We’ve all been told that breaking up is hard, but it doesn’t have to be. A therapist is there to support you and help you confront difficult emotions — they might even be the best person to have an uncomfortable conversation with. Even with their best intentions, no therapist is a good fit for everyone. Learn the signs that it’s time to end the relationship and how to do so smoothly.
Signs it might be time to break up with your therapist include a lack of progress, mismatch in therapeutic approach, discomfort, or feeling like they’re more of a friend.
Embrace the breakup and take it as part of the healing process. An honest conversation, even if difficult, can help you learn how to do the same in other relationships.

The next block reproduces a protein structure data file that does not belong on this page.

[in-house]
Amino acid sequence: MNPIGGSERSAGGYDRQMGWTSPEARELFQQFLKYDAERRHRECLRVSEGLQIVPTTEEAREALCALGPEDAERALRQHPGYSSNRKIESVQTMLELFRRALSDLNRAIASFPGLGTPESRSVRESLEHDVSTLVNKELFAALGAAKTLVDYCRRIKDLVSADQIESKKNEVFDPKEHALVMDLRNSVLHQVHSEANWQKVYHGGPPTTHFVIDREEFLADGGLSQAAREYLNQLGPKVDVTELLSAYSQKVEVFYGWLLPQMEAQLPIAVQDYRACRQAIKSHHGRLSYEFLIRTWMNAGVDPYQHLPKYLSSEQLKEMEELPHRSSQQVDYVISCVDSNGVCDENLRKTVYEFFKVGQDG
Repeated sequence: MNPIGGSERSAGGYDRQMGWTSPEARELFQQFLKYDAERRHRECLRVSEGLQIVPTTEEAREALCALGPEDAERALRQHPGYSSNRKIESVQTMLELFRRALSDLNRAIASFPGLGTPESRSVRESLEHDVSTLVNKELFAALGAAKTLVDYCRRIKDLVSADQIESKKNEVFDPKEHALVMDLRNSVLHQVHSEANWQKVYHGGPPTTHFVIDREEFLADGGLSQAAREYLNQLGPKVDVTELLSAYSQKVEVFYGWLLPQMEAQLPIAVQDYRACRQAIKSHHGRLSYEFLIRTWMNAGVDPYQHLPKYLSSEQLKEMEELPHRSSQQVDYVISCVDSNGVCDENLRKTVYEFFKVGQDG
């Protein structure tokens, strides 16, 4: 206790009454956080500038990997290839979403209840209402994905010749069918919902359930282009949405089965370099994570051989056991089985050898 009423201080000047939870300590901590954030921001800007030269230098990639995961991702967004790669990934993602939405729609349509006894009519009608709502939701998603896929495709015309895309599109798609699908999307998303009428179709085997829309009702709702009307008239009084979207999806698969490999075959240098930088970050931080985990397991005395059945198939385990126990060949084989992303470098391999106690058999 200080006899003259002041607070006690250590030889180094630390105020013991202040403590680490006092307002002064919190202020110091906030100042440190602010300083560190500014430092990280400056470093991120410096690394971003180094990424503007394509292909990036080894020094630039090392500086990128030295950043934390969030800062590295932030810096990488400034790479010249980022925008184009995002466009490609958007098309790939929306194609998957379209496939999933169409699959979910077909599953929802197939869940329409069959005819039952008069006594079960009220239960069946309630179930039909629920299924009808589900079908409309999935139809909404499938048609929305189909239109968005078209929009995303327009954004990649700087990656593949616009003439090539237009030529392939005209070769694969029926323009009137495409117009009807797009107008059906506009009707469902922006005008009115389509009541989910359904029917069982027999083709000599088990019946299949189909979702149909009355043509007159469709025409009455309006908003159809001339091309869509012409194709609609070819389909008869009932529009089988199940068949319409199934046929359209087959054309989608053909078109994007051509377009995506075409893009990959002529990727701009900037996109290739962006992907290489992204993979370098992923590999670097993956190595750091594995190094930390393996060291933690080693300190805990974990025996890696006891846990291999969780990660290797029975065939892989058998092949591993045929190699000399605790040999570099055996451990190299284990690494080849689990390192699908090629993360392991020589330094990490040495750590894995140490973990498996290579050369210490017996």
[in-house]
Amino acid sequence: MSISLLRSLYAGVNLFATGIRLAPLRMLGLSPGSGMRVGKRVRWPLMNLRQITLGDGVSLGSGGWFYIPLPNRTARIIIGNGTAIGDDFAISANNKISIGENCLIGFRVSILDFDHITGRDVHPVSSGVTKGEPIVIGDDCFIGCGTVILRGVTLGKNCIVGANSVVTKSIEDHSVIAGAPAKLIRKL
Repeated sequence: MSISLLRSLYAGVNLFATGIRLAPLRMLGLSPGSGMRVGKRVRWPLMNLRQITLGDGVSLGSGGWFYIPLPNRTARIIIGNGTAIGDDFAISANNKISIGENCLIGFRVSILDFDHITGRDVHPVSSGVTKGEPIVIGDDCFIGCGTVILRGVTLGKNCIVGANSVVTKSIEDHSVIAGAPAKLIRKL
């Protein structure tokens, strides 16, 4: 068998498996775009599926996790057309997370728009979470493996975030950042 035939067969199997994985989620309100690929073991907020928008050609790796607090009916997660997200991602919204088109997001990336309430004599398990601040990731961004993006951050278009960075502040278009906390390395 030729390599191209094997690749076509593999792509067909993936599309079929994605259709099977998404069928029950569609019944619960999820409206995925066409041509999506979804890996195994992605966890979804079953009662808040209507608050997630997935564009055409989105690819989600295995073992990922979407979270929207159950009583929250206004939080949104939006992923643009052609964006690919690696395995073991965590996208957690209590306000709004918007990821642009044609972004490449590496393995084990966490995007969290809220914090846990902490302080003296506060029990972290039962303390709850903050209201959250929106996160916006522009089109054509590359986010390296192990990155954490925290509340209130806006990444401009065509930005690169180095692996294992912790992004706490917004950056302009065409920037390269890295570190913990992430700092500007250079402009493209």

Being open about your experience can also help the therapist improve for others.
Always be clear about what you’re looking for and what worked or didn’t work in the past.
Be patient as you look for a new therapist — finding the right fit takes time.
Signs that you need to break up with your therapist
We often keep seeing a therapist we’re not sure about in hopes that the investment will one day pay off. Except, it might be smartest to cut your losses and move on instead.
Here are some of the most common reasons why it might be time to stop seeing your therapist:
1. You feel disappointed after sessions and aren’t growing
If you still feel stuck after sessions and aren’t getting actionable advice that’s helping you move forward, it's likely a red flag. Some of the main goals of therapy are to help you break unhelpful patterns, develop coping skills, feel better, and move toward your goals. If that isn’t happening, your therapist might be more of the listening type rather than the listening and ‘let’s take action’ type.